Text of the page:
This alternating pattern of weak and strong syllables is what helps to create rhythm in a poetic line. Examples of trochee and iamb can be seen in poems such as ‘The Owl and the Pussy-cat’ by Edward Lear and Robert Frost’s ‘Stopping by Woods on a Snowy Evening’.
Typically, trochee is written in a more heightened tone, while iamb reflects a more relaxed and gentler tone. Trochee is perfect to use when a poet wishes to express a sense of drama or emotion, while iamb can be used to add a softer, more introspective feel.

Other Types of Meter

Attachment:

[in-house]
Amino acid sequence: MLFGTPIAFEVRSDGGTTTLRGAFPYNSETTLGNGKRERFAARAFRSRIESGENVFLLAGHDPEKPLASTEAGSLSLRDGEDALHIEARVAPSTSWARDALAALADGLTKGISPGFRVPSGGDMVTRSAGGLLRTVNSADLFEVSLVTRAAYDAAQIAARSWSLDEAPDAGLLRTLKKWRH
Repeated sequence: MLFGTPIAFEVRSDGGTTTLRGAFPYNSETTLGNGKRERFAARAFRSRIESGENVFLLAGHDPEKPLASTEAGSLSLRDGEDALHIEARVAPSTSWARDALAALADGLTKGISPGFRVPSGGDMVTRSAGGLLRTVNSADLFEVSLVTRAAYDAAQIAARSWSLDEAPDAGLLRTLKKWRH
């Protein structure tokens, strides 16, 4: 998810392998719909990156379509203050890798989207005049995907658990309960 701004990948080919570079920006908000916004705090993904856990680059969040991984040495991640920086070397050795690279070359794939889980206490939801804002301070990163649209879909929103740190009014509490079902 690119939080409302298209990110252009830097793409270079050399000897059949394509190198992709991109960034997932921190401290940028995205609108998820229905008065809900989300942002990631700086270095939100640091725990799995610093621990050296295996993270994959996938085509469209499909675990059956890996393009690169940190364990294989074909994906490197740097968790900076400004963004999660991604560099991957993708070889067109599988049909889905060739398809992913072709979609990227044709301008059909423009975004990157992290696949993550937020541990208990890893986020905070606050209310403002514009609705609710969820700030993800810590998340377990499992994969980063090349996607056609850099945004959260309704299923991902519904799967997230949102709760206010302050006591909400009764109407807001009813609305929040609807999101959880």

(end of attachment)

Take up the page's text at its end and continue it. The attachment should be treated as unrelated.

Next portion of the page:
In addition to trochee and iamb, there are other types of meter that poets may use. These include spondee (two stressed syllables), anapest (two unstressed syllables followed by a stressed syllable) and amphibrach (an unstressed syllable followed by a stressed syllable and then an unstressed syllable).
These meters are used to bring life to a poem, providing emphasis and rhythm to words. It is also important to note that no single type of meter should be used throughout an entire poem. Rather, poems should contain a mix of different meters to create a unique sound and style to a poem.

Measuring Meter in Poetry

Now that we understand the basics of rhythm and meter in poetry, let’s look at how to measure meter in poetry. To measure meter in poetry, poets need to count the number of syllables in a poetic line. Generally, a poetic line is composed of ten syllables and is known as a pentameter.